There were a whole bunch of places within biking distance. We actually had a neighborhood arcade for a brief time in probably 1980 or 1981. It didn’t last long. After that, there was the Dairy Queen that turned into a bunch of other independently owned businesses like Hamburger USA and Bunkie’s Donuts. I remember playing Defender for the first time there. There was also a Pac Man at the convenience store a few blocks farther away. At one point, a neighborhood friend figured out that that UT-Dallas had a couple of arcade games. At that point, it was only a graduate school, no undergrad and no on campus housing. It’s changed a lot now. I remember us sneaking around because I don’t think we were technically allowed in the room with the games. I distinctly remember playing Donkey Kong or Donkey Kong Jr. there.
The White Water amusement park in Garland was another summer haunt with an arcade. Time Pilot was the big game for me there. I loved that one for some reason. Wil’s description of the chlorine smell and feeling in your hair and eyes goes with that place for me, along with fading astroturf (come to think of it that was prominent at the Putt Putt place too).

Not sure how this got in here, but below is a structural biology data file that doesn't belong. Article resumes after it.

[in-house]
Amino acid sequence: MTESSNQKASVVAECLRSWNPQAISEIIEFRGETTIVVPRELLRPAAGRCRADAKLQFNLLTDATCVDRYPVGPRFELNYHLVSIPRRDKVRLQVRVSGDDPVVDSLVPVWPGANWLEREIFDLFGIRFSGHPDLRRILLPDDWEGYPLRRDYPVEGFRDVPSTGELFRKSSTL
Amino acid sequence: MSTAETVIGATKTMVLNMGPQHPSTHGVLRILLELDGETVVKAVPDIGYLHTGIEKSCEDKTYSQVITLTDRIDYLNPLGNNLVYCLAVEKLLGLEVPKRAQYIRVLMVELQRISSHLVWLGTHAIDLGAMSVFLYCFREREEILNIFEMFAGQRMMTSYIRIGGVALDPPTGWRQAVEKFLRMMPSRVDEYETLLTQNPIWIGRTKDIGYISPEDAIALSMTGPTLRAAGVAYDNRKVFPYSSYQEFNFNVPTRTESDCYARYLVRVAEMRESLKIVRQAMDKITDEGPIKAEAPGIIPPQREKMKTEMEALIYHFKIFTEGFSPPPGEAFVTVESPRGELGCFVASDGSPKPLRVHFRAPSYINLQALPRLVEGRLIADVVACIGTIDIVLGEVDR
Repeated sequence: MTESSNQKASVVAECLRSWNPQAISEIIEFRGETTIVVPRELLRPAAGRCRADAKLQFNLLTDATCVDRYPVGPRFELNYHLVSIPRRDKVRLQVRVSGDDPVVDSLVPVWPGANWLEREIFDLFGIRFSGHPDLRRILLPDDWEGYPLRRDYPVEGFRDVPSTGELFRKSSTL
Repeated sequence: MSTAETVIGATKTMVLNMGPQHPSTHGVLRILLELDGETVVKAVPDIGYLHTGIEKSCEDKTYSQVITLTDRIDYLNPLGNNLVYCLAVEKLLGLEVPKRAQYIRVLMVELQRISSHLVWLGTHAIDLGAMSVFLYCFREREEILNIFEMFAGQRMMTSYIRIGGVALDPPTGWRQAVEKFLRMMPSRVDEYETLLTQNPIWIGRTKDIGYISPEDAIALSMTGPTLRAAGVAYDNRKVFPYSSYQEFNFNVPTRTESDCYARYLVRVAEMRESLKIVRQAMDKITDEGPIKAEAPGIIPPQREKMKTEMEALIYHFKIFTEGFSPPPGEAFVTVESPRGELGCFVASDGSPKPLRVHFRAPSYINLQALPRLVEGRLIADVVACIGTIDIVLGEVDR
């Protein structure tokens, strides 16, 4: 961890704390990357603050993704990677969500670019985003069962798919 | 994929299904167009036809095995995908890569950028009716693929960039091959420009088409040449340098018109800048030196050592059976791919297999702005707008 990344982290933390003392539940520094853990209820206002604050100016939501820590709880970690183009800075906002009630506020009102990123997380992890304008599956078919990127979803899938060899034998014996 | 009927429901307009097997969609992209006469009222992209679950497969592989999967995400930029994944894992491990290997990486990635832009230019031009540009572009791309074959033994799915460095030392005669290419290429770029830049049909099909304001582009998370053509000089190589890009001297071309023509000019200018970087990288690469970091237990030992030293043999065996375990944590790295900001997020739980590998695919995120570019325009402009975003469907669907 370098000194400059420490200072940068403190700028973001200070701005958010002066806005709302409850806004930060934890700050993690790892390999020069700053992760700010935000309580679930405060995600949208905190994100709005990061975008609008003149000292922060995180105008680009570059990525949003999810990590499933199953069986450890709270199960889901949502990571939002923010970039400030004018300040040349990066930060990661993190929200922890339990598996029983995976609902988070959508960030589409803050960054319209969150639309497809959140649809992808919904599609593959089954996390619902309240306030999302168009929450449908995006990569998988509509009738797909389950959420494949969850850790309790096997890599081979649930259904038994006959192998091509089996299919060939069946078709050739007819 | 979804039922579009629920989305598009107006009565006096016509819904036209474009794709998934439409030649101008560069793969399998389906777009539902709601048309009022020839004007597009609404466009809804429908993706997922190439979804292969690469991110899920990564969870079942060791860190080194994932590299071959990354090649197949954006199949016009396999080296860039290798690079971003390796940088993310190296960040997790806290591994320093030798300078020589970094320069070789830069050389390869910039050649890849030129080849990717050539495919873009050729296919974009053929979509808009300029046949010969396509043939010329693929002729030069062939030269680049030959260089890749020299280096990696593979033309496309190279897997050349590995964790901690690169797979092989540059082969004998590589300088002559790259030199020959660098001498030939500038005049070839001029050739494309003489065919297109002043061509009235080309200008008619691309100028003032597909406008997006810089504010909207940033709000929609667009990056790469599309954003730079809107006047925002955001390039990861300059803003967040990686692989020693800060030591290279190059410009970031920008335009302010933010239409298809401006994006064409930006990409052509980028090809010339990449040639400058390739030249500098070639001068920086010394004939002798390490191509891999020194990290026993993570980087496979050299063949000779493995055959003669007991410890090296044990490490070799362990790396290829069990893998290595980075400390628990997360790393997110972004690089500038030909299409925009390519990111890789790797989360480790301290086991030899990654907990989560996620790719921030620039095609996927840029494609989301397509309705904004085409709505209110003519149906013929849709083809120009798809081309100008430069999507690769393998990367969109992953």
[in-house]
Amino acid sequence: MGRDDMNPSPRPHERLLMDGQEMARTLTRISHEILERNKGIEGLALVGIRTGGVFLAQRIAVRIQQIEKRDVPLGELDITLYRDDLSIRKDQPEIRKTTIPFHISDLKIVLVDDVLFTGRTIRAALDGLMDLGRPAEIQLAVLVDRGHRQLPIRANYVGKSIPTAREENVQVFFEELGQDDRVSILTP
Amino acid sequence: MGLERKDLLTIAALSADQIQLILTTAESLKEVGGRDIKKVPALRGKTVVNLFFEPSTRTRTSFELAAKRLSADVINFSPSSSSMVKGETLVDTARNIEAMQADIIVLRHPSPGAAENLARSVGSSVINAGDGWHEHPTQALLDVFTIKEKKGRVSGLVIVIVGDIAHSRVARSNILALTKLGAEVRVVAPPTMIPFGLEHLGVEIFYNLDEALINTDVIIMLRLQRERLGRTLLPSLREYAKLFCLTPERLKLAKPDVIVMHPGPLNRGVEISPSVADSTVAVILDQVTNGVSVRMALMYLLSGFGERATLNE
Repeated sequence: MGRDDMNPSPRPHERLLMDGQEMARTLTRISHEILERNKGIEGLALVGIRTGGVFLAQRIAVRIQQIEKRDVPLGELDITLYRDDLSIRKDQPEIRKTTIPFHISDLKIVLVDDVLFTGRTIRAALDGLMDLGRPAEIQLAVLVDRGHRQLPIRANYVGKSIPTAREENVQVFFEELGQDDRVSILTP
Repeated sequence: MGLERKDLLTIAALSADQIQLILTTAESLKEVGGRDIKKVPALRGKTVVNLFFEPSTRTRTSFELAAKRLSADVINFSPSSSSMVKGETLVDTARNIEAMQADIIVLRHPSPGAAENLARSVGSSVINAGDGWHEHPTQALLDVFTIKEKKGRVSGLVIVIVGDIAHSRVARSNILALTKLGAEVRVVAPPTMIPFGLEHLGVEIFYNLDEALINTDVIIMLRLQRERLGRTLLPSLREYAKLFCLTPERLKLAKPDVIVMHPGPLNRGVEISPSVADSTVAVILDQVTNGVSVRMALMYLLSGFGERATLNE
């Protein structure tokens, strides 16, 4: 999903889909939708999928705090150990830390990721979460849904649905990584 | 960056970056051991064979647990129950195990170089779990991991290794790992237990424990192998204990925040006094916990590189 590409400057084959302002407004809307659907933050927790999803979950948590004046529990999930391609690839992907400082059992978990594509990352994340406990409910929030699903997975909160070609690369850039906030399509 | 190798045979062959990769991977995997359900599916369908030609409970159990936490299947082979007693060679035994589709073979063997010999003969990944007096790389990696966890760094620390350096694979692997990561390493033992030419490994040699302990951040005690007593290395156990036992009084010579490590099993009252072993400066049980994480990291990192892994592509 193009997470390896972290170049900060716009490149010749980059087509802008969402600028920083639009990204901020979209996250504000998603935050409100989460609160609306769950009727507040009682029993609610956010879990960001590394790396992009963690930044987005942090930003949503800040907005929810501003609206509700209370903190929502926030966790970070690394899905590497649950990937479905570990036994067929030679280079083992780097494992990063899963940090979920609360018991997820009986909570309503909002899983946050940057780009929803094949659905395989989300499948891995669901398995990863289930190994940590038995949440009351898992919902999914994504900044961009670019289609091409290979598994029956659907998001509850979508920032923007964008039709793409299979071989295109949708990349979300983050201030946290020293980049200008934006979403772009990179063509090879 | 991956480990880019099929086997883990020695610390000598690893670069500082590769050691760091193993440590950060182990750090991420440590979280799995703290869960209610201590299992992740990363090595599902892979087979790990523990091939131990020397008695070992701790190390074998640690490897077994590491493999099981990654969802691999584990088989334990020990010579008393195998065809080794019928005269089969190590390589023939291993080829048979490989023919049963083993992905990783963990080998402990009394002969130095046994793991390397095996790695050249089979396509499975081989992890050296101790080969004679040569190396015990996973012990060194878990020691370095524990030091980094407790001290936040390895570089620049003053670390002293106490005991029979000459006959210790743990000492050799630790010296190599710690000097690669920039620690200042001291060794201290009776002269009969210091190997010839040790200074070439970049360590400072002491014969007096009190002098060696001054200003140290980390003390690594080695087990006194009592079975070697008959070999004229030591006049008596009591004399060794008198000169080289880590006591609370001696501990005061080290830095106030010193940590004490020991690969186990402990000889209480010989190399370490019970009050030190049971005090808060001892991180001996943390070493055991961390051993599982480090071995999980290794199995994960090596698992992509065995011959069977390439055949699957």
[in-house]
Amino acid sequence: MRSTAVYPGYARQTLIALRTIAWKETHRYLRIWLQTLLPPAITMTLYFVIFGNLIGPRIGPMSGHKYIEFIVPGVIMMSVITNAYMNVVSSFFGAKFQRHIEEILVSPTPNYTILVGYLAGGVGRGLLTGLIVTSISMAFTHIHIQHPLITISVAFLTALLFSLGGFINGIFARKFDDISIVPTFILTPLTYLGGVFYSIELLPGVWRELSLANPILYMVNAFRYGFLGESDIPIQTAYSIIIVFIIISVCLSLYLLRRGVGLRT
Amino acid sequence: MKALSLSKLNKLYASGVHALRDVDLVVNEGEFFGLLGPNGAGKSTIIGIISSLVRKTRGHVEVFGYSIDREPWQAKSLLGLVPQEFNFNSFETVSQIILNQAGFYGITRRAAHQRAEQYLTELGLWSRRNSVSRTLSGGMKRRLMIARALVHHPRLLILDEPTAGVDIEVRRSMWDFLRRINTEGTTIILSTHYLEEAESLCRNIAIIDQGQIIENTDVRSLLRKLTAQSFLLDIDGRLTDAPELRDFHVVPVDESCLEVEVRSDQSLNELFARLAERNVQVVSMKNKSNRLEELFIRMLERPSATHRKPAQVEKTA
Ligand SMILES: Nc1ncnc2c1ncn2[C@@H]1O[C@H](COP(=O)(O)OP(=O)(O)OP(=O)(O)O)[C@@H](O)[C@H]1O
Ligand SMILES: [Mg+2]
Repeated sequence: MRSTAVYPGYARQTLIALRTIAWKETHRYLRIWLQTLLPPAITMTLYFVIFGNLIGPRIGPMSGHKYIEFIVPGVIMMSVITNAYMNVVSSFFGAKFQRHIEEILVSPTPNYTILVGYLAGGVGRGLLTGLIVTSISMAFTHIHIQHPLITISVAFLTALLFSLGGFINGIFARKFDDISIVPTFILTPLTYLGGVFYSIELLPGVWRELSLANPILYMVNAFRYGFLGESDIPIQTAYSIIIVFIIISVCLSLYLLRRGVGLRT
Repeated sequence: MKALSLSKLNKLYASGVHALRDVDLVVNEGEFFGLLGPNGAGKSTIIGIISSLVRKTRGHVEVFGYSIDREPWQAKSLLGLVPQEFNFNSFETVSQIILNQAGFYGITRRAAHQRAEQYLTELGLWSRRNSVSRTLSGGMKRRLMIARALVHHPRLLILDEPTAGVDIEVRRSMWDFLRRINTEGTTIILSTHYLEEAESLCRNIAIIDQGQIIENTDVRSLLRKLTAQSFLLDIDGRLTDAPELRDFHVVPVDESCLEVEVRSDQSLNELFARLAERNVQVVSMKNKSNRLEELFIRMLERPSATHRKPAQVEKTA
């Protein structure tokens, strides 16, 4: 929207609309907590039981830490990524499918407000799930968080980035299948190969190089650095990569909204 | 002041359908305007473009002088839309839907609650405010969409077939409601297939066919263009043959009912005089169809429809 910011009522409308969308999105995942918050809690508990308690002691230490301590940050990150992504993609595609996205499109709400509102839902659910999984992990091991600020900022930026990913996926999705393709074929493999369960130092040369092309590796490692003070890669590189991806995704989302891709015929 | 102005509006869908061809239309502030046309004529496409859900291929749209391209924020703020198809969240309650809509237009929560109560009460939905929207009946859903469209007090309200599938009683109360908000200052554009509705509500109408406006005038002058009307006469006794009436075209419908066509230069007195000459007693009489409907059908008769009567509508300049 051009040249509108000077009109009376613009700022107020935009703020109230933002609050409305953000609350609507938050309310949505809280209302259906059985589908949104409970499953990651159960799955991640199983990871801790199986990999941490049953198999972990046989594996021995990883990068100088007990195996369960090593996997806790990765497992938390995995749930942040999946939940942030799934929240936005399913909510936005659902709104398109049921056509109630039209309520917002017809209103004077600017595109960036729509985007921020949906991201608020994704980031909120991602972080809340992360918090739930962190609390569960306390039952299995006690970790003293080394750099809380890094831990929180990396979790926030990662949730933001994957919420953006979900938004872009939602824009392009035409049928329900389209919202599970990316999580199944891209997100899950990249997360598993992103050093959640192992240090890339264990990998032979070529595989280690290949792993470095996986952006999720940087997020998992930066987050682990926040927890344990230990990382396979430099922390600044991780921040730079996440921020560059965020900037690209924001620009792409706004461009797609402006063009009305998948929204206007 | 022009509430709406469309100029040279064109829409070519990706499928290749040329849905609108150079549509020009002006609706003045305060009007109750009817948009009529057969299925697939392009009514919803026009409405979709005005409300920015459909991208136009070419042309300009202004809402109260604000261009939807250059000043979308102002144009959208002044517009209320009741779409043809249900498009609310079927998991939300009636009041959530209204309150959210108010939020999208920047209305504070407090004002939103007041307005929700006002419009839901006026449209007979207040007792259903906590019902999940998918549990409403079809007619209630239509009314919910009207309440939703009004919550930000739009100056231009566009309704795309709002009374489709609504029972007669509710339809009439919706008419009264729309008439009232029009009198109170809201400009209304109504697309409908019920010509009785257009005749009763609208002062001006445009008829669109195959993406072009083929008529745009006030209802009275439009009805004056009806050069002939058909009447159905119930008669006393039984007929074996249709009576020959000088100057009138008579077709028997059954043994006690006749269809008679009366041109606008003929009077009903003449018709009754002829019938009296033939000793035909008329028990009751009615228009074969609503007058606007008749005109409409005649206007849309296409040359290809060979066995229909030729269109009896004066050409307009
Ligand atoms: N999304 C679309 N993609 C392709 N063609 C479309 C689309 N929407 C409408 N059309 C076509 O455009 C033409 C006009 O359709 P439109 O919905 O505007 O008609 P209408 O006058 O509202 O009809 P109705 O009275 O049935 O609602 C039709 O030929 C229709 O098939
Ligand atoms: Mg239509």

In high school, we all got hooked on Xenophobe because three could play at one time on a split screen. They had one at the convenience store on Northgate Dr. across from UD, but we also played it at the Dave & Buster’s at 75 and Walnut Hill.

As I mentioned in my comment on WWDN, in college, I had one brief resurgence of video gaming in the arcades along The Drag at UT in Austin. Le Fun and Einstein’s were the two arcades across from the University. I *think* both of them are closed now. We played Addams Family pinball and Rampart.